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Variability reigns as wheat harvest rolls north
The combines are whittling out the wheat crop around Oklahoma and starting to move into Kansas as farmers continue to find a huge range of grain quality and yields.
As harvest nears its end in southern Oklahoma and just gets rolling in the northwestern portion of the state, test weights are running fairly consistently in the low end of the average range, from the mid-50s to about 60 pounds per bushel around Oklahoma, says Oklahoma Wheat Commission executive director Mike Schulte. That's about where the consistency ends; some yields are as low as 10 bushels/acre, while most yields in the north-central and northeast parts of the state are coming in between 40 and 55 bushels an acre.
"Areas of Eldorado, Altus, Frederick, Gotebo, and Chattanooga are 90% to 97% complete depending on the location. The wheat taken in this part of the state has been reported to be making anywhere from 8 to 15 bushels per acre in many of the fields; we have had some reports of fields doing better making anywhere from 20 to 25 bushels per acre. Some producers have been saying it is doing better than anticipated, but we still have a lot of abandonment in this part of that state," Schulte says. "Areas north and south of Enid have been slowed with harvest progress because of the rains this past weekend. This area of the state is approximately 20% to 25% complete with harvest. Much of the test weights reported in this region were averaging 60 pounds per bushel before the rains this past week. Yields reported in this region have ranged from the mid-20s to as high as 60 bushels per acre. A lot of yield reports coming in from this area reported to be making 40 to 55 bushels per acre. Protein tests coming in from this region have been reported to be staying strong around the 12% range."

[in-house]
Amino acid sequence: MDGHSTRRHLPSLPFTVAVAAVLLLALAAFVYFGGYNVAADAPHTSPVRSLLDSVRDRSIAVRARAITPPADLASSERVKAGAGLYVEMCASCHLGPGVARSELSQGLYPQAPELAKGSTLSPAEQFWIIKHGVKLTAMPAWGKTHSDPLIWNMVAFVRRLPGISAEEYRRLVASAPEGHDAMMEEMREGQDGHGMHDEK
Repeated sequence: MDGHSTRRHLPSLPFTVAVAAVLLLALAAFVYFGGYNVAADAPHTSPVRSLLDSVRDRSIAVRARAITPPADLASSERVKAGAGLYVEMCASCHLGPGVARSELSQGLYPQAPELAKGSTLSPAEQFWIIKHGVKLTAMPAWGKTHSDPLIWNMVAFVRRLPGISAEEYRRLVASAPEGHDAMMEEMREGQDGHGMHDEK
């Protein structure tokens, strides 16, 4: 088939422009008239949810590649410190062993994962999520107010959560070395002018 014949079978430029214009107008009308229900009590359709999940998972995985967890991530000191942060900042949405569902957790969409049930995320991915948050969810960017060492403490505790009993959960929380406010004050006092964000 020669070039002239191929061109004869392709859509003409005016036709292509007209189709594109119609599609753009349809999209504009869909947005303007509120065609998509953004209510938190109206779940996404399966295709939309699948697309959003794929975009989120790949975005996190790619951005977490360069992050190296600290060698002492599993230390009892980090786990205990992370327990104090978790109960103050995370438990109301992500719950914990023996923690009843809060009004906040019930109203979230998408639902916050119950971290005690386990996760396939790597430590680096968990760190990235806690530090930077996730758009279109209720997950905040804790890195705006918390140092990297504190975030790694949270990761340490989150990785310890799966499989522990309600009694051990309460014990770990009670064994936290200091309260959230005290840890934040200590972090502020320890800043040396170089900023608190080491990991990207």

As the combines get back up and running after rains delayed harvest activity earlier in the week and last week, harvest made its way north into Kansas earlier than expected, getting into "full swing" this week in south-central Kansas, according to Kansas Wheat Commission communications director Bill Spiegel.
"After weather-related stops and starts, the 2013 Kansas wheat harvest is officially in full swing in several south-central Kansas locations, with test cutting as far north as McPherson County in central Kansas and as far west as Clark County," Spiegel says. "Harvest traditionally begins near Kiowa, where a few isolated fields of wheat were harvested last week. On Tuesday, however, the harvest campaign really got under way, according to Steve Inslee, general manager of the OK Co-op in Kiowa. So far, about 350,000 bushels have been taken in by the elevator."
Test weights are coming in slightly below normal, and protein levels have ranged between 12% and 16% so far after reports out of Oklahoma showed a protein range from 12% to 19%.